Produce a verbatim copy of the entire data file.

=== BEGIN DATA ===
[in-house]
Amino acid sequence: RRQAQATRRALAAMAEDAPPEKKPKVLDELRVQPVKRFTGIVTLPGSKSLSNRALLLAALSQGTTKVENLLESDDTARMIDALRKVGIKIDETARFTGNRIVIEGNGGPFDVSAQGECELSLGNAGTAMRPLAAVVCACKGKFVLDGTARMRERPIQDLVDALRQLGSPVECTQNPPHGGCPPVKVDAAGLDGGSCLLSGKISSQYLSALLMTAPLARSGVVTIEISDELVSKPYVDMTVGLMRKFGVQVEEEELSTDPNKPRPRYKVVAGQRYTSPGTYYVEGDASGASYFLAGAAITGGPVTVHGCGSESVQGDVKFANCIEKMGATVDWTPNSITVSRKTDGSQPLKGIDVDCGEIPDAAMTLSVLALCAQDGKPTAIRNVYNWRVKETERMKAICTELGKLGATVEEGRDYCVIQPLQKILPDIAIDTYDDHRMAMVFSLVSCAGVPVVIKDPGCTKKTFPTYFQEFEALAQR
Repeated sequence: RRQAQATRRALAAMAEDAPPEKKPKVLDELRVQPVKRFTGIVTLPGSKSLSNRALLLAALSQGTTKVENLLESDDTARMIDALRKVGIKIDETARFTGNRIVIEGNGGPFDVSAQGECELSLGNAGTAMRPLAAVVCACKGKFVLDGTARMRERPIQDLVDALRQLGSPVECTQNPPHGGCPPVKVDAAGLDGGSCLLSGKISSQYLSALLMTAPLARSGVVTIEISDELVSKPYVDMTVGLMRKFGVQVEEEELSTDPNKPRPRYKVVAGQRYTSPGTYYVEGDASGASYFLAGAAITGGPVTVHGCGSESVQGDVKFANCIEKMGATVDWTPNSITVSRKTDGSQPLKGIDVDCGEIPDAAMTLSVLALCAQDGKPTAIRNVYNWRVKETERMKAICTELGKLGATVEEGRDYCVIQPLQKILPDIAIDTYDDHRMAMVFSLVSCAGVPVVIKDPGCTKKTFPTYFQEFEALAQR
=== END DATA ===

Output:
[in-house]
Amino acid sequence: RRQAQATRRALAAMAEDAPPEKKPKVLDELRVQPVKRFTGIVTLPGSKSLSNRALLLAALSQGTTKVENLLESDDTARMIDALRKVGIKIDETARFTGNRIVIEGNGGPFDVSAQGECELSLGNAGTAMRPLAAVVCACKGKFVLDGTARMRERPIQDLVDALRQLGSPVECTQNPPHGGCPPVKVDAAGLDGGSCLLSGKISSQYLSALLMTAPLARSGVVTIEISDELVSKPYVDMTVGLMRKFGVQVEEEELSTDPNKPRPRYKVVAGQRYTSPGTYYVEGDASGASYFLAGAAITGGPVTVHGCGSESVQGDVKFANCIEKMGATVDWTPNSITVSRKTDGSQPLKGIDVDCGEIPDAAMTLSVLALCAQDGKPTAIRNVYNWRVKETERMKAICTELGKLGATVEEGRDYCVIQPLQKILPDIAIDTYDDHRMAMVFSLVSCAGVPVVIKDPGCTKKTFPTYFQEFEALAQR
Repeated sequence: RRQAQATRRALAAMAEDAPPEKKPKVLDELRVQPVKRFTGIVTLPGSKSLSNRALLLAALSQGTTKVENLLESDDTARMIDALRKVGIKIDETARFTGNRIVIEGNGGPFDVSAQGECELSLGNAGTAMRPLAAVVCACKGKFVLDGTARMRERPIQDLVDALRQLGSPVECTQNPPHGGCPPVKVDAAGLDGGSCLLSGKISSQYLSALLMTAPLARSGVVTIEISDELVSKPYVDMTVGLMRKFGVQVEEEELSTDPNKPRPRYKVVAGQRYTSPGTYYVEGDASGASYFLAGAAITGGPVTVHGCGSESVQGDVKFANCIEKMGATVDWTPNSITVSRKTDGSQPLKGIDVDCGEIPDAAMTLSVLALCAQDGKPTAIRNVYNWRVKETERMKAICTELGKLGATVEEGRDYCVIQPLQKILPDIAIDTYDDHRMAMVFSLVSCAGVPVVIKDPGCTKKTFPTYFQEFEALAQR